Bookmark   October 31, 2013 at 6:51PM
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I, too, chose to forgo the rinse aid with my new KA dishwasher, but it did a lousy job without it. I gave up and added the rinse aid.

    Bookmark   October 31, 2013 at 10:35PM
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Okay. I went to Target and purchased all the products mentioned here. I will try them and report back. BTW, I never rinse my dishes before loading them; I simply scrape the big stuff off.

    Bookmark   November 1, 2013 at 7:55PM
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Our white film issue was also appetizing! For us, we have to use Finish Quantum and the Finish all-in-one booster with every single load. No rinse aid. I also learned that if I put the crisco measuring cup in the dw, I am asking for trouble the next several loads so I just hand wash that. A vinegar cycle with no dishes is helpful, too, especially after clearing out the traps in the machine.

    Bookmark   November 2, 2013 at 11:37PM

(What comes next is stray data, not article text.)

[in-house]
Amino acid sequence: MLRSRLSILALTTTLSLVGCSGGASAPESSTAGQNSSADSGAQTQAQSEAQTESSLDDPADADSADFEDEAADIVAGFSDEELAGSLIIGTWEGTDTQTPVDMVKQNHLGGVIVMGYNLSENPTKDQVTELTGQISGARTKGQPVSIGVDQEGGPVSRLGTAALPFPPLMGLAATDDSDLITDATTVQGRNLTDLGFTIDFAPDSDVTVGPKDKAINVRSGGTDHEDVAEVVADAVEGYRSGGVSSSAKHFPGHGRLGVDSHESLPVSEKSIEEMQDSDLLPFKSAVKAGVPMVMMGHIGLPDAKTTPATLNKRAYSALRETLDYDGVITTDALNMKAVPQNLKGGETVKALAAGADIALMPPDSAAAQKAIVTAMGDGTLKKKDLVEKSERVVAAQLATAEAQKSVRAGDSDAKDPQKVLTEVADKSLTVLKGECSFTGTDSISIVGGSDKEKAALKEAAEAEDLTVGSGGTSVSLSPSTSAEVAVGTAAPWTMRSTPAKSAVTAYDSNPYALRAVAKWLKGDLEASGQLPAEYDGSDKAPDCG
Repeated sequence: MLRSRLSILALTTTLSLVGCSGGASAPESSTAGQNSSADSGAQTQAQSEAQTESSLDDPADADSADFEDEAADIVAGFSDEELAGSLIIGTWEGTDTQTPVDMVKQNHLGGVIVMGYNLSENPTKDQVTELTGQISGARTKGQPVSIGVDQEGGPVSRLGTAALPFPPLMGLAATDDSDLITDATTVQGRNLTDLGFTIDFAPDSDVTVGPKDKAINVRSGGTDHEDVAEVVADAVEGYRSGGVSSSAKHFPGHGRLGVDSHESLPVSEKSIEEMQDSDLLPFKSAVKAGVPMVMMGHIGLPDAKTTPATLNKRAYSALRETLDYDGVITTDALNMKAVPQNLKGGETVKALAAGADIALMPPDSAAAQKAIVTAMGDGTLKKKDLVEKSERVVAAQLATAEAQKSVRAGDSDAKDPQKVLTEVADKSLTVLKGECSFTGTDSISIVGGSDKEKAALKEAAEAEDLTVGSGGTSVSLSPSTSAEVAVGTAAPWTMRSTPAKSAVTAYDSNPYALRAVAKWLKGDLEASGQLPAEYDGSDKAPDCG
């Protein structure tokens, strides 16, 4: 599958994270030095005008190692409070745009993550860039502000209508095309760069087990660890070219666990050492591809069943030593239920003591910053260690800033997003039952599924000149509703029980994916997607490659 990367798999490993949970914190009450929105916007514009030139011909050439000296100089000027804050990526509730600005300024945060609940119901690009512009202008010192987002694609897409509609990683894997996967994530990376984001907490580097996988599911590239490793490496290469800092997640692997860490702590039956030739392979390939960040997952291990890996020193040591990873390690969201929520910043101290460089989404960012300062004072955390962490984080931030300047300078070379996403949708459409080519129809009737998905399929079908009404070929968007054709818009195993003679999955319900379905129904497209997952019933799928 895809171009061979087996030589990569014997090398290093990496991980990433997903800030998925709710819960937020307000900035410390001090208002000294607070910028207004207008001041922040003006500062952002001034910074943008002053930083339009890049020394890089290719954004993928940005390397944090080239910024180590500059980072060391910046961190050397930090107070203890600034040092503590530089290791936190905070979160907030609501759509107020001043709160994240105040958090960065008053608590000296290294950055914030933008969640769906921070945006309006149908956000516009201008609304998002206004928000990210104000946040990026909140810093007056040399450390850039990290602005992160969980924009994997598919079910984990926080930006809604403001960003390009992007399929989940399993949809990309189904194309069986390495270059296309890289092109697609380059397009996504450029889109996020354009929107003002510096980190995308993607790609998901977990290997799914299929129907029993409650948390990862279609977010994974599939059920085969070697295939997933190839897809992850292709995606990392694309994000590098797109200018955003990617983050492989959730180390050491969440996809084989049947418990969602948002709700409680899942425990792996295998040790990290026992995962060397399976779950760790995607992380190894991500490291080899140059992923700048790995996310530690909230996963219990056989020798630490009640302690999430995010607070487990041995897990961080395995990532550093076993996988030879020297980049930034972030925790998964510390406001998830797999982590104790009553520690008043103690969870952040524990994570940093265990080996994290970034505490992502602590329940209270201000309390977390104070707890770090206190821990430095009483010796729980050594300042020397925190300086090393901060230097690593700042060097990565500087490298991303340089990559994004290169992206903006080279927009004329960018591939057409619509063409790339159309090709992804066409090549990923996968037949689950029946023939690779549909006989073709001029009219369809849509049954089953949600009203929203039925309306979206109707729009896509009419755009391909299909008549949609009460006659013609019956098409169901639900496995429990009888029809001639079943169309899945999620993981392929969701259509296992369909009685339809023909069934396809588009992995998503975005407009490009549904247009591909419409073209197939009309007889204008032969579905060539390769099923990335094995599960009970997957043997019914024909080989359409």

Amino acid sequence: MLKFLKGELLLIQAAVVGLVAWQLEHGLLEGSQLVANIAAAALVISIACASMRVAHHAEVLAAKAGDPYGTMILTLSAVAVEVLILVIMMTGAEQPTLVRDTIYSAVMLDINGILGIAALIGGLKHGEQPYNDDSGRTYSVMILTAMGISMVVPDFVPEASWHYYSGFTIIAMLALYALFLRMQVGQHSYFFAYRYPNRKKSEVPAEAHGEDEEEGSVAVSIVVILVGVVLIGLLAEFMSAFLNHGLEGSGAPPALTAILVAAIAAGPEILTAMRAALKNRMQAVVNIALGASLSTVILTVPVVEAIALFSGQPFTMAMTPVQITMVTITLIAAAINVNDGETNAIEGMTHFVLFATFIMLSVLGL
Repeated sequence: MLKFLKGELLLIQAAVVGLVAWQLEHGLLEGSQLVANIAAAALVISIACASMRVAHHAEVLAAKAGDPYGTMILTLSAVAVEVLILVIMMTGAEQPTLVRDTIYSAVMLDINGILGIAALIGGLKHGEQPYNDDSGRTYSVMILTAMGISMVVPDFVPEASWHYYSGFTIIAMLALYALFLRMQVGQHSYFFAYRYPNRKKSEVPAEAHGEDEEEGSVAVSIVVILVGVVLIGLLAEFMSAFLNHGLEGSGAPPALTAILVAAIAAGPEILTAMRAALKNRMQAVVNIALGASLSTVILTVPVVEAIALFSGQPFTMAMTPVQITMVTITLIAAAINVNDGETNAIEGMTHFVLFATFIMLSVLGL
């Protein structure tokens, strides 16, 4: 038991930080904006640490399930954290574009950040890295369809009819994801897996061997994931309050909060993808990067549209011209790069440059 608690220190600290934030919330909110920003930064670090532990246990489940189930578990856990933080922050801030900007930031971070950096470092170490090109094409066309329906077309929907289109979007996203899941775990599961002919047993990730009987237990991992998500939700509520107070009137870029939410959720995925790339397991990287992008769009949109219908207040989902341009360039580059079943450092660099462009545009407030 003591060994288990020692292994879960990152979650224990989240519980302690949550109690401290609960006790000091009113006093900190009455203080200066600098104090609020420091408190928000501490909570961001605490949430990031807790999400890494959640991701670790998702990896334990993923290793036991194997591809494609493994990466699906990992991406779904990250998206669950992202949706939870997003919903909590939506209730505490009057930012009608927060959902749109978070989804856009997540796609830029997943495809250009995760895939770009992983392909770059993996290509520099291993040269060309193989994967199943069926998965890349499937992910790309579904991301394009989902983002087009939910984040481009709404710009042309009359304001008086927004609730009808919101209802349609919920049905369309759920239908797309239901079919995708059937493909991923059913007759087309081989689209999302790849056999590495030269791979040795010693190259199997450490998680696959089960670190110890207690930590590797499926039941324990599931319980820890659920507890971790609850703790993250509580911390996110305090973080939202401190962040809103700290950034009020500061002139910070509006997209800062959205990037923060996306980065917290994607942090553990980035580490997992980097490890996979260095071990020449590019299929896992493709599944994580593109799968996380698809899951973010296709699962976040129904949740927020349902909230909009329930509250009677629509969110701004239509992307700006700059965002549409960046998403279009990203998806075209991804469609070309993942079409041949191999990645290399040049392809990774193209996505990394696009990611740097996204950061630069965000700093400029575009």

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I tried the Finish Quantum Powerballs. The white film is greatly diminished, but still not completely gone. I think my dishes (which are glass, not ceramic) may be permanently damaged from previous cycles, so I am going to try the Powerballs on some brand new glasses and glass dishes. I will post about the results.

    Bookmark   November 4, 2013 at 11:50PM
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Run the clouded dishwasher through a cycle using Lemishine instead of detergent. Lemishine is a citric acid product that deals with hard water / mineral deposits. You can find it with the dishwasher detergent at your store.

    Bookmark   November 5, 2013 at 8:47AM
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Thanks for the suggestion. I will try Lemishine and report back.

    Bookmark   November 5, 2013 at 11:21PM
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I haven't tried the Lemishine yet, but I did wash some brand new clear glass dishes and glasses using Finish Quantum Powerballs. They came out looking great- no white film and no water spots, either! The old clear glass dishes in the same load still look terrible. Could it be that the etching in the glass (from normal wear and tear) is "collecting" hard water deposits that the detergent is unable to remove?

    Bookmark   November 9, 2013 at 2:30PM
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Can also try wiping them with vinegar.

Etching is permanent damage to the glass, if etching is what happened. It's caused by a chemical reaction from too-strong concentration of detergent (alkali) in the dishwasher under the elevated temperature conditions in the wash ... not by normal wear-and-tear.